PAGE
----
Due to injuries, the Seahawks had to go with a new right side of the line, with Ethan Pocic at right guard and George Fant at right tackle. Each had a penalty early — Pocic a false start and Fant a hold (which was declined).
Then Seattle had to improvise more when J.R. Sweezy got hurt, putting in D.J. Fluker for an injured Sweezy. That shifted Pocic to the left side so Fluker could stay on his familiar right.
There were a few more penalties along the way, but 38 points and a season-high 464 yards — 210 on the ground — said all you needed to know about how it worked out.
This was the best game of the season for Dion Jordan, who has been beset by injuries throughout. Jordan had his first sack of the season in the first quarter and then forced a fumble by Damien Williams in the second quarter that Jarran Reed recovered at the 21. Reed had another big game with three tackles and pressure throughout.
Frank Clark turned in a big play in the second quarter when he broke through to stop Damien Williams for no gain on a third-and-1 at the Chiefs’ 34 and led the Seahawks with three quarterback hits (Seattle had just the one sack, but as you saw, Patrick Mahomes isn’t real easy to bring down).
Poona Ford also continued his strong play — on a second-down play late in the third quarter, simply pushing guard Jeff Allen back into Mahomes to forced a hurried incompletion.
K.J. Wright returned to start just his fourth game this season at weakside linebacker. He played the first two series, but Shaquem Griffin then came in for the third series with the Seahawks wanting to limit Wright’s snaps some. But after the Chiefs drove for a TD, Wright returned and gutted it out the rest of the way. He had a pass defense on the first series that helped the Seahawks force a three-and-out and allowed Seattle to grab a lead on a night when that was much-needed.
And Bobby Wagner had another sterling night with a team-high 12 tackles.
Bradley McDougald turned in a gutty effort to start and play the entire game after not having practiced all week. McDougald was out of town all week having a blood-spinning treatment on his knee, but against the Chiefs, he replaced the injured Tedric Thompson at free safety and had seven tackles. Most importantly, Carroll said the Seahawks put a limit on KC’s big plays — there were some but they were at least limited.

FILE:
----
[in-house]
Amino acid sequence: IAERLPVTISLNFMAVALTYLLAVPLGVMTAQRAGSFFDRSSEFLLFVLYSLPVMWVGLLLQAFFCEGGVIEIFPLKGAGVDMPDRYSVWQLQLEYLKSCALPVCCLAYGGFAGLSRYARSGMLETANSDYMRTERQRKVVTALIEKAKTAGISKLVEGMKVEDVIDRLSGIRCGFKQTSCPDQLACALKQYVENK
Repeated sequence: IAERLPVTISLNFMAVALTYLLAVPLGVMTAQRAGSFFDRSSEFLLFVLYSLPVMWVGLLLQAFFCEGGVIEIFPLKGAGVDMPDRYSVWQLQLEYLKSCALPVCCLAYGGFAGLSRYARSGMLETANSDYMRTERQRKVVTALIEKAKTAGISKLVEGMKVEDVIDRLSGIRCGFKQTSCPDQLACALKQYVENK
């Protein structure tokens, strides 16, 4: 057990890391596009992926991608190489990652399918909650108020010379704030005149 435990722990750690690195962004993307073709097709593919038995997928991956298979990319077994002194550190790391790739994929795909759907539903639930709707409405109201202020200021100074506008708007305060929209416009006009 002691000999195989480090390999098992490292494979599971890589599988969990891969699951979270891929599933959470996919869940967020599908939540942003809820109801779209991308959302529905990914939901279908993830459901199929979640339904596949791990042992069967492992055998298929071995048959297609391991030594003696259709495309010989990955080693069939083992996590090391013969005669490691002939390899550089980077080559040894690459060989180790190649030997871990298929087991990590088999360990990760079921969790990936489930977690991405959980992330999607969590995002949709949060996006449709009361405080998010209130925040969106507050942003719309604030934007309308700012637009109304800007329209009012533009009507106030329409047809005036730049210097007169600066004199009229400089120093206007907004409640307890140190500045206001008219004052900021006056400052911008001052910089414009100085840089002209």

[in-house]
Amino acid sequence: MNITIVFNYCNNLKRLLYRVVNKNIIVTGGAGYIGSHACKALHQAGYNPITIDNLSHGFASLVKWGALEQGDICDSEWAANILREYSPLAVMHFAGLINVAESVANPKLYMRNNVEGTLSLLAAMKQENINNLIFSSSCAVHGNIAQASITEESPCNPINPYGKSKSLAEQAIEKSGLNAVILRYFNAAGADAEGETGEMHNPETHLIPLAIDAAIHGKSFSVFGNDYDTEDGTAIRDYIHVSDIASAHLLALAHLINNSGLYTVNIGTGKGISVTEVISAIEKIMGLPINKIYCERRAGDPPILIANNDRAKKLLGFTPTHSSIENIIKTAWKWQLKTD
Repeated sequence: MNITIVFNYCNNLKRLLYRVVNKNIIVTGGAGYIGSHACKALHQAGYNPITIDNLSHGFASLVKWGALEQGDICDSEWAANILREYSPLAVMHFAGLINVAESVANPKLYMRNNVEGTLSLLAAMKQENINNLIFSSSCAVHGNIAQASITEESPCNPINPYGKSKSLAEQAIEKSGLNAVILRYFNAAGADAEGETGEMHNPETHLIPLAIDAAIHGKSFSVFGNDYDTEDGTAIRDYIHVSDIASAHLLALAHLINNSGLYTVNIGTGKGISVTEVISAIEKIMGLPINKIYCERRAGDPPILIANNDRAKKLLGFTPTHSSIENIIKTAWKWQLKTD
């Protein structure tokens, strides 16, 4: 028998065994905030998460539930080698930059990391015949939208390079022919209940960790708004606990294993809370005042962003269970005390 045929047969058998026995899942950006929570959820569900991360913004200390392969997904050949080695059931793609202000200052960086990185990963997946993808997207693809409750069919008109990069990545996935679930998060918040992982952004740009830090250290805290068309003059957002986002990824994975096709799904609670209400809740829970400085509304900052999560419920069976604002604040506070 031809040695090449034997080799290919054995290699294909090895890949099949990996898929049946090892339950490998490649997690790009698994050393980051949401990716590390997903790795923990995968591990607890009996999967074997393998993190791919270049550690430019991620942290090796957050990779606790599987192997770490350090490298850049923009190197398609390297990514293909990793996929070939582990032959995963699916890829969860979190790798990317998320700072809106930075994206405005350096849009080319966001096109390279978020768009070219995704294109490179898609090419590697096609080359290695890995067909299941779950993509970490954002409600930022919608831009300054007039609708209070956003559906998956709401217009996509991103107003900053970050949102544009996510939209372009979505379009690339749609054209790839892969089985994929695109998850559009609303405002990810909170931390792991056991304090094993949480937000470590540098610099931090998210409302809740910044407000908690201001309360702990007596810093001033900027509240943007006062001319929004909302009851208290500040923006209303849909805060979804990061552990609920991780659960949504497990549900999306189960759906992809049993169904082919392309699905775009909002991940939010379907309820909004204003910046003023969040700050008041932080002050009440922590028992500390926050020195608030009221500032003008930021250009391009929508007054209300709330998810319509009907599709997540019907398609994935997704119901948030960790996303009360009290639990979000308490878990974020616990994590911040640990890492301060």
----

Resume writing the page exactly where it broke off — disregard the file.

Delano Hill got the first start of his career at strong safety and had a fumble recovery and a quarterback hit in playing his best game of the season.
Shaquill Griffin batted down an early third-down pass, and then turned in another nice play to prevent a possible TD in the fourth quarter on a pass to Travis Benjamin in the end zone. Kansas City had to settle for a field goal on a drive in which it had a first down at the 4, allowing Seattle to keep a 24-20 lead — the Seahawks led the rest of the way.
Justin Coleman forced a fumble and Akeem King played in Seattle’s dime package and was often matched up on tight end Travis Kelce, helping hold him to 54 yards.
And the tackling generally seemed good enough.
Sebastian Janikowski increasingly looks like a player destined to be here just one year. He clanged a 36-yard field goal off the upright in the first quarter to keep Seattle’s lead at 7-3.
Janikowsi was later injured in the third quarter when he was roughed up on a field goal attempt, and while he came back to handle placements, punter Michael Dickson came on to drop-kick a kickoff to the 3 that pinned the Chiefs at the 17 due to a nice tackle by J.D. McKissic.
The second drop kick didn’t go so well, sailing out of bounds and giving the Chiefs the ball at their own 40.
Seattle then went back to Janikowski, and the result was a long return that made things unnecessarily tense at the end.
Dickson didn’t have a lot of booming punts, but that might have been partly because the Seahawks did not want to kick it to Kansas City returner Hill.